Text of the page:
Among teens, 13 - 17, 1 in 3 struggled with anxiety, and 8.3% suffered from a severe impairment. What's the cause? Well, about 30-40% stems from genetics. Nearly 1 in 5 adults have suffered from an anxiety impairment in the past year. So, anxious parents and their reactions/behavior towards their child can create anxiety in that child. So a parent who recalls his own experience of falling off a bike will be more reluctant and fearful for his child to ride, for both the child's safety and the parent's peace of mind. Unfortunately, all this protectiveness eventually leads to a child's accumulated disability: the inability to cope, adapt and function with life skills.
An example is of a boy named Theo with separation anxiety in kindergarten, followed by future worries, which led to sleep issues in elementary grades, so parents took turns sleeping with him. Eventually, his life's needs were being catered to and met, which led to more anxiety and fragility and stress on Theo's part. One part of the solution is for both parents and child to receive treatment for anxiety disorders. There's a 77% of success in that case compare to 39% if only the child is treated. Another treatment method is progressive desensitization, whereby the child takes incremental steps to face her fear or anxiety. Instead of avoiding dogs all the time, walk pass one, then the parent should pet one. This builds the muscles of tolerating anxiety and building competency. This is somewhat similar to gradual release of responsibility: I do it, we do it, you do it.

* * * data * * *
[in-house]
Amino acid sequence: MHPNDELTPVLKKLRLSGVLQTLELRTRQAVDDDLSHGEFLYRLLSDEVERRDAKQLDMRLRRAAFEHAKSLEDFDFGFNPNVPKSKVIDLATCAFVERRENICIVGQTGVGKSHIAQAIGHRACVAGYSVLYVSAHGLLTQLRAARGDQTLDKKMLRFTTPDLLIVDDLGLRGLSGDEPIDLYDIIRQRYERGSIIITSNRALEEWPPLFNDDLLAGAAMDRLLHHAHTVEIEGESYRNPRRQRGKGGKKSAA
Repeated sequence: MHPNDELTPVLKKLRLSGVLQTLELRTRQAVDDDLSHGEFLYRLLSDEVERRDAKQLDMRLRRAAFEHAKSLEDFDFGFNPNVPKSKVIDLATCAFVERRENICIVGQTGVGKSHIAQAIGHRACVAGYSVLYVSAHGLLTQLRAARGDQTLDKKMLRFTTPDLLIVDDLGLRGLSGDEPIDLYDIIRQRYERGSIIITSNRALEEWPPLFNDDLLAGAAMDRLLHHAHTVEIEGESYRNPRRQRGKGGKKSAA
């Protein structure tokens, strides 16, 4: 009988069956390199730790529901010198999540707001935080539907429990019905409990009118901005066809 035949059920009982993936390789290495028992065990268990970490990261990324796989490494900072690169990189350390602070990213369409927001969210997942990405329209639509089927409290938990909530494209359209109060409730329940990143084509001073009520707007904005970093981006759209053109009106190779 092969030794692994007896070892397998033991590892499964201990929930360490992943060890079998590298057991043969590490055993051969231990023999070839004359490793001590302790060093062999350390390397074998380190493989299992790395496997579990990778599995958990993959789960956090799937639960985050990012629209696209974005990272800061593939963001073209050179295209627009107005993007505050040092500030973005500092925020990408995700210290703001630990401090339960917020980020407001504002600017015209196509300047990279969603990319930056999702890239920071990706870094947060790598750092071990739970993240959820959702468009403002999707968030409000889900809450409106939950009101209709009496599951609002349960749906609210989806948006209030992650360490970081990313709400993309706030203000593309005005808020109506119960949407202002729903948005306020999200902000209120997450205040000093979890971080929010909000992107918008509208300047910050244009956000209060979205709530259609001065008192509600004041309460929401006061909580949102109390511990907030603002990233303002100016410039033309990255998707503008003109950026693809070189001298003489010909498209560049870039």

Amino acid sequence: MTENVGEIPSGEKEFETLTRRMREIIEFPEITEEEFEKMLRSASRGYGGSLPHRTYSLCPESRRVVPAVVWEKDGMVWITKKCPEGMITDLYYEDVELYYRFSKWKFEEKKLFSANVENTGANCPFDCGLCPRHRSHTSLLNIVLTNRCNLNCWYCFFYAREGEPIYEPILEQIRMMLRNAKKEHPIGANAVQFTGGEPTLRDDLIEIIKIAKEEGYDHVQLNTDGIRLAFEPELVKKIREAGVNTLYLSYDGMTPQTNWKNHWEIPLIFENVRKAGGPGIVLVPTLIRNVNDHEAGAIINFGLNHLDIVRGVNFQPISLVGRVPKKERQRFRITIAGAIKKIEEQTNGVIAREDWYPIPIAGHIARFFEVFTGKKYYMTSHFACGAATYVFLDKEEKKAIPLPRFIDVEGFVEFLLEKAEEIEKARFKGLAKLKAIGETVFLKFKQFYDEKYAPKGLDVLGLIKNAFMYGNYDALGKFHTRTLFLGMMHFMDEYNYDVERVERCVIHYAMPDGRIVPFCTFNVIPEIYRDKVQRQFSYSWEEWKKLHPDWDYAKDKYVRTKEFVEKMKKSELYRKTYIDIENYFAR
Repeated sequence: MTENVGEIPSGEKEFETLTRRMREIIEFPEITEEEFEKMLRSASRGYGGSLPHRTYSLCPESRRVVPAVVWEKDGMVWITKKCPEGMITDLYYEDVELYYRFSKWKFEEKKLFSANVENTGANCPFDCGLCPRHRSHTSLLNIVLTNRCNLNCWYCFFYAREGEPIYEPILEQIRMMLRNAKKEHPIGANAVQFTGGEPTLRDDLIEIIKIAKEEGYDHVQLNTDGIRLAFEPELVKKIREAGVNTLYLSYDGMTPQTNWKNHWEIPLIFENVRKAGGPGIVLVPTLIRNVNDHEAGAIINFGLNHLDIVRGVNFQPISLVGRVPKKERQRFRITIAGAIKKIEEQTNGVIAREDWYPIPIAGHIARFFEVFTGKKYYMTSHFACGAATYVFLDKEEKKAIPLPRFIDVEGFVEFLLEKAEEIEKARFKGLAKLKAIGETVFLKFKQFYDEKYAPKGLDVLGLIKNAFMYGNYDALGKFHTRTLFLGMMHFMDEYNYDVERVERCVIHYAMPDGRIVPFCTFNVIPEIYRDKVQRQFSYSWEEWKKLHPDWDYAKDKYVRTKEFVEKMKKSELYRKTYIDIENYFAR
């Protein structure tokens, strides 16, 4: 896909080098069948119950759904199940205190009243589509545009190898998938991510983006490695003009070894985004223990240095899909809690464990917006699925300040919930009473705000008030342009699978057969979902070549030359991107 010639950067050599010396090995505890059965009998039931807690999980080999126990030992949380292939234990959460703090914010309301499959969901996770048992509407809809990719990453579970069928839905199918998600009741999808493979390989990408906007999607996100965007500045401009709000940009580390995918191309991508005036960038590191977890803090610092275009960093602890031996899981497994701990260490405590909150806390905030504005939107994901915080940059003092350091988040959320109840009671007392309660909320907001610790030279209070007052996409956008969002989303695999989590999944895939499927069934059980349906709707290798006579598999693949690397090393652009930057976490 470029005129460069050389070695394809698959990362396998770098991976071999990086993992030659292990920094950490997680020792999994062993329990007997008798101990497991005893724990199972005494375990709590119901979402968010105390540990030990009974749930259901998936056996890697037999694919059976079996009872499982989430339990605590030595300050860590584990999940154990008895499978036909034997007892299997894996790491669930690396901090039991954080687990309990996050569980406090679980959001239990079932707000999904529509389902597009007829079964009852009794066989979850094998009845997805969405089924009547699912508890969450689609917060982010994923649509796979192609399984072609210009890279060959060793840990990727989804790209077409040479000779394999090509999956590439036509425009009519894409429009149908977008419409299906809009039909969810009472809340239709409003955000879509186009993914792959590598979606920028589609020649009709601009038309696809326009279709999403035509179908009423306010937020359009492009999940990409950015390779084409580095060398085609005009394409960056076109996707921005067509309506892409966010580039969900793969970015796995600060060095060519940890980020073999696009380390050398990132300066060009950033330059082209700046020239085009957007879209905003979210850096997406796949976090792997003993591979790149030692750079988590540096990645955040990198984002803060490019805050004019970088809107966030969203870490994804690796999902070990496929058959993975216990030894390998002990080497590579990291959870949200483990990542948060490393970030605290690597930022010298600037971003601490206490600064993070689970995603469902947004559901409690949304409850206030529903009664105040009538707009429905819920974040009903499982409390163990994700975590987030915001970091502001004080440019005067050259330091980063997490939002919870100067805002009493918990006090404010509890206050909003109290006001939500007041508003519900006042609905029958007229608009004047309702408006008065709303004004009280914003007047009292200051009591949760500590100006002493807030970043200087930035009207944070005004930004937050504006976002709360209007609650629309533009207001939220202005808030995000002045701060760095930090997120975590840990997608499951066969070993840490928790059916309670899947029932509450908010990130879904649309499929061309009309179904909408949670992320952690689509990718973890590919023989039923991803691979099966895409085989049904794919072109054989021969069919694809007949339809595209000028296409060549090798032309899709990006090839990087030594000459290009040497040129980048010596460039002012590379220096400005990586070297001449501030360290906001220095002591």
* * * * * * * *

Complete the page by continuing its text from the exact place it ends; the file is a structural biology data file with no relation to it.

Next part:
Anxiety disorders usually appear between the ages of 6 to 10. Some big ones include sleeping, eating, using the bathroom and playdates. Developing social skills from K - 3 are critical as most anxiety disorders at age 8 - 10 stem from social problems, not academic. If kids are not able to spend time in their peer groups, they will not develop the necessary interpersonal and conflict resolution skills needed as they get older. Then in middle school and high school, with higher academic and future educational stakes, parents may continue to provide accommodations and make excuses to account for their child's lack of sleep, cleanliness, use of tech late at night, and inability to cope academically. All the while, having responsibility and the maturity to do chores would actually aid in their overall development.
Source: Ready or Not, Madeline Levine, 2020
Daniel H. Lee
This blog will be dedicated to sharing in three areas: happenings in my classroom and school; analysis and distillation of other educators' wealth of knowledge in various texts; insights from other disciplines and areas of expertise that relate and connect with educational practices.